Justina was an Arian, and wanted to have a church in Milan where she could worship without ascribing full honor and glory to God the Son; but Ambrose felt that the churches were his Master’s, not his own to be given away, and filled the Church with Christians, who watched there chanting Psalms day and night, while the soldiers Justina sent to turn them out joined them, and sang and prayed with them.
Gratian did not choose to be called Pontifex Maximus, or chief priest of all the Roman idols, as all the Emperors had been; and this offended many persons. A general named Maximus rose and reigned as Emperor in Britain, and Gratian had too much on his hands in the north to put him down.
In the meantime, a terrible wild tribe called Huns were coming from the West and driving the Goths before them, so that they asked leave from Valens to come across the Danube and settle themselves in Thrace. The reply was so ill managed by Valens’ counsellors that the Goths were offended, and came over the river as foes when they might have come as friends; and Valens was killed in battle with them at Adrianople in 378.
Gratian felt that he alone could not cope with the dangers that beset the empire, and his brother was still a child, so he gave the Eastern Empire to a brave and noble Spanish general named Theodosius, who was a Catholic Christian and baptized, and who made peace with the Goths, gave them settlements, and took their young men into his armies. In the meantime, Maximus was growing more powerful in Britain, and Gratian, who chiefly lived in Gaul, was disliked by the soldiers especially for making friends with the young Gothic chief Alaric, whom he joined in hunting in the forests of Gaul in a way they thought unworthy of an Emperor. Finding that he was thus disliked, Maximus crossed the Channel to attack him. His soldiers would not march against the British legions, and he was taken and put to death, bitterly lamenting that he had so long deferred his baptism till now it was denied to him.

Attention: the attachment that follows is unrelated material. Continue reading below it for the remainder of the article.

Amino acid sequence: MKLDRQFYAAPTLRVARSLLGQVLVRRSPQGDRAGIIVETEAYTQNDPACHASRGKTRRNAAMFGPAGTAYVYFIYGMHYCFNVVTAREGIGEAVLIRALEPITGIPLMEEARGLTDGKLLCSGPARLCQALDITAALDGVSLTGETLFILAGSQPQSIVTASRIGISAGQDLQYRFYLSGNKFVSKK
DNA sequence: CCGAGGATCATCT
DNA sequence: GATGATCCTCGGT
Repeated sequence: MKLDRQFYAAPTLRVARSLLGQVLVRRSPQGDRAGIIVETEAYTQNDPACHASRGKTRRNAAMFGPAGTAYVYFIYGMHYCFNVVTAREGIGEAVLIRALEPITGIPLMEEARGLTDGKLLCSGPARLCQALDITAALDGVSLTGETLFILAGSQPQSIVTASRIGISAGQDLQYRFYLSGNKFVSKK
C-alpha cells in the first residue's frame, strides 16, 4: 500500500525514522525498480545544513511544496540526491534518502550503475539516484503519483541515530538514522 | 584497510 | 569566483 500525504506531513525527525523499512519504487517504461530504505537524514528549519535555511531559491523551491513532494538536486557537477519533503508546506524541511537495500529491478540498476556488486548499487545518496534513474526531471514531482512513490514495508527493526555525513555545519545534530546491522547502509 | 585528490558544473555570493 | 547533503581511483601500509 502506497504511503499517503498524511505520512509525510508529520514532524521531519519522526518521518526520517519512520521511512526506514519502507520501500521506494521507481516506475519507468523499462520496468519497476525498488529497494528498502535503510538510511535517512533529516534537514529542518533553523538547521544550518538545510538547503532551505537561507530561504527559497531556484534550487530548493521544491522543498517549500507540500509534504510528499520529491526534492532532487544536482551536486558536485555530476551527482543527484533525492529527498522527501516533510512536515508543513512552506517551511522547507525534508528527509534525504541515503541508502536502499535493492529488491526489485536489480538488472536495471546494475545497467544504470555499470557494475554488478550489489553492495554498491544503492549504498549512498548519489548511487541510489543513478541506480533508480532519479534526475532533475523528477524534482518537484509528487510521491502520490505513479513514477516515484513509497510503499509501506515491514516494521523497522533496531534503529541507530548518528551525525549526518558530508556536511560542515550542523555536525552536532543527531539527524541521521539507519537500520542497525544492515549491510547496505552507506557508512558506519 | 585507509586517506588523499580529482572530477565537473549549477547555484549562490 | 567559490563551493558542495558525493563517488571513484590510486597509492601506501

Young Valentinian went on reigning at Milan, and Maximus in Gaul. This last had become a Christian and a Catholic in name, but without laying aside his fierceness and cruelty, so that, when some heretics were brought before him, he had them put to death, entirely against the advice of the great Saint and Bishop then working in Gaul, Martin of Tours, and likewise of St. Ambrose, who had been sent by Valentinian to make peace with the Gallic tyrant.
It was a time of great men in the Church. In Africa a very great man had risen up, St. Augustine, who, after doubting long and living a life of sin, was drawn to the truth by the prayers of his good mother Monica, and, when studying in Italy, listened to St. Ambrose, and became a hearty believer and maintainer of all that was good. He became Bishop of Hippo in Africa.
[Illustration: CONVENT ON THE HILLS.]